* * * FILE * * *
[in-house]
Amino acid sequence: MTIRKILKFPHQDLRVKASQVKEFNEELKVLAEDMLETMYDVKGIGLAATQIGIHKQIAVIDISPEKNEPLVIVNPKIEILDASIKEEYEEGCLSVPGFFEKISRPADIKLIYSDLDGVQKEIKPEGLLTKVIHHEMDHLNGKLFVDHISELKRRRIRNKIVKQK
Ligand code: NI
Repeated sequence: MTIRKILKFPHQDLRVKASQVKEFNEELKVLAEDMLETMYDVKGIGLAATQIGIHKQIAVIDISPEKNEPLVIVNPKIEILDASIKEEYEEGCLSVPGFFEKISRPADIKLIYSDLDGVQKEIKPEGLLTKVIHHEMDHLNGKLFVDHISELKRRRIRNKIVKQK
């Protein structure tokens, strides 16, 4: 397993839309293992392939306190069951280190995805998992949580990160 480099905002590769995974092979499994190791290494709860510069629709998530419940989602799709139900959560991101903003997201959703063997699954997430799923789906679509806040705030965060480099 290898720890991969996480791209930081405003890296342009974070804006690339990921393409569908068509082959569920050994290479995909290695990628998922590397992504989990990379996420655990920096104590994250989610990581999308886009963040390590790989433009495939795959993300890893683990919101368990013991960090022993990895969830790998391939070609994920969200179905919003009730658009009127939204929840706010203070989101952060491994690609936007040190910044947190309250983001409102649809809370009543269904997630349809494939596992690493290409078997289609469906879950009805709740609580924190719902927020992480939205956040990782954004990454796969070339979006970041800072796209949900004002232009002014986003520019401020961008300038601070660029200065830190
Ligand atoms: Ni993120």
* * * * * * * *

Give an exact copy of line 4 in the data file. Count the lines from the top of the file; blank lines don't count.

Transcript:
Repeated sequence: MTIRKILKFPHQDLRVKASQVKEFNEELKVLAEDMLETMYDVKGIGLAATQIGIHKQIAVIDISPEKNEPLVIVNPKIEILDASIKEEYEEGCLSVPGFFEKISRPADIKLIYSDLDGVQKEIKPEGLLTKVIHHEMDHLNGKLFVDHISELKRRRIRNKIVKQK